Can your boss threaten to fire you if you cannot come in on a day you are not available to work?

UPDATED: Mar 3, 2011

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Can your boss threaten to fire you if you cannot come in on a day you are not available to work?

My boss has threatened to demote me because I cannot come into work for one of our inventory days because I have school and I told him I am not available and will not be ditching school for work.

Asked on March 3, 2011 under Employment Labor Law, California


M.D., Member, California and New York Bar / FreeAdvice Contributing Attorney

Answered 11 years ago | Contributor

Unfortunately, the fact is that an employer can generally set the terms and conditions of an employment relationship. This includes having an employee work on their scheduled days off (as well as work mandatory overtime).  Unless this violates stated company policy or a union/employment agreement, or this situation has arisen due to some type of discrimination (i.e., for reasons due to your race, religion, age, disability, sex, national origin), your employer's policy is perfectly legal.  In "at will" employment (which is what most employment relationships are), an employer can hire or fire someone for any reason or no reason whatsoever, as well has increase/decrease salary/hours, promote/demote, and generally impose requirements as they see fit.  In turn, someone can work for an employer or not.  It's their choice.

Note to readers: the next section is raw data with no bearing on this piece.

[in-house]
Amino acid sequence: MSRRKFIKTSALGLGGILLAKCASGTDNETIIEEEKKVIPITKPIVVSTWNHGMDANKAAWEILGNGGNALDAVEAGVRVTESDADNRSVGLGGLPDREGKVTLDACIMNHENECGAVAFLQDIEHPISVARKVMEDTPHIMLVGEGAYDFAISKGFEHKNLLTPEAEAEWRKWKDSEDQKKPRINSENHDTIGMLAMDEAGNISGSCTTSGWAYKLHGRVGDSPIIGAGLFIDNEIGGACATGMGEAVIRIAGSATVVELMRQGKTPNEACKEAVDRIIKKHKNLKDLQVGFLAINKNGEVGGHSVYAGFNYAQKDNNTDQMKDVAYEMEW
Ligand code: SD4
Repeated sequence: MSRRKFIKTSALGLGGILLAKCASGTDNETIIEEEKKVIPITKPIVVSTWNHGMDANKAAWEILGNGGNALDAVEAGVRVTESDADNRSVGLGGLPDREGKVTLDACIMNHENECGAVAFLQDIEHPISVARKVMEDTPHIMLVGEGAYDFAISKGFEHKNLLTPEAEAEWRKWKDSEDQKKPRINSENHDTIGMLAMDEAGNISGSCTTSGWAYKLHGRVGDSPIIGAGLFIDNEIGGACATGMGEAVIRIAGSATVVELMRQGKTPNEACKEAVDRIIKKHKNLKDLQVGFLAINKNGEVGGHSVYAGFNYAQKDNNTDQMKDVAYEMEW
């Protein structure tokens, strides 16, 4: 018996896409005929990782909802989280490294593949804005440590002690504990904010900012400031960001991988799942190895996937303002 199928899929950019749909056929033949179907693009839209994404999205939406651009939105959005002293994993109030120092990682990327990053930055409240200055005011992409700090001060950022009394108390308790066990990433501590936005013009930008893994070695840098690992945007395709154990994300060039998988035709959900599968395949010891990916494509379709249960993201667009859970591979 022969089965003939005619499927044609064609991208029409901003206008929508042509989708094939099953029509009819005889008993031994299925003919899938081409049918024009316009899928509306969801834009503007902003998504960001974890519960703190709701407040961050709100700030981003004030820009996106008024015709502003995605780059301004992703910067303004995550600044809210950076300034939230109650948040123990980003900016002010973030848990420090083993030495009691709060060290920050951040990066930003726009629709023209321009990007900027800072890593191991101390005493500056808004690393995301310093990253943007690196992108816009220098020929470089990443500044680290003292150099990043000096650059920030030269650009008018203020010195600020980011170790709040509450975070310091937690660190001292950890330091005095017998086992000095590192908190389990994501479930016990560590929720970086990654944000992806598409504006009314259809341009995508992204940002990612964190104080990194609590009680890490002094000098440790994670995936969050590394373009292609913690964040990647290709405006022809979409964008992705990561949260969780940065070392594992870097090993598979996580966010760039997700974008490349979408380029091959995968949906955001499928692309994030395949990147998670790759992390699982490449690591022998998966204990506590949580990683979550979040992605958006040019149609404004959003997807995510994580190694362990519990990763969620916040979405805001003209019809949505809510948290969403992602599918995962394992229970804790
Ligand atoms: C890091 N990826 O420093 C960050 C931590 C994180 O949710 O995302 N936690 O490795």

Note:  Federal law requires that non-exempt employees be paid overtime when they work more than 40 hours a week. 

IMPORTANT NOTICE: The Answer(s) provided above are for general information only. The attorney providing the answer was not serving as the attorney for the person submitting the question or in any attorney-client relationship with such person. Laws may vary from state to state, and sometimes change. Tiny variations in the facts, or a fact not set forth in a question, often can change a legal outcome or an attorney's conclusion. Although has verified the attorney was admitted to practice law in at least one jurisdiction, he or she may not be authorized to practice law in the jurisdiction referred to in the question, nor is he or she necessarily experienced in the area of the law involved. Unlike the information in the Answer(s) above, upon which you should NOT rely, for personal advice you can rely upon we suggest you retain an attorney to represent you.

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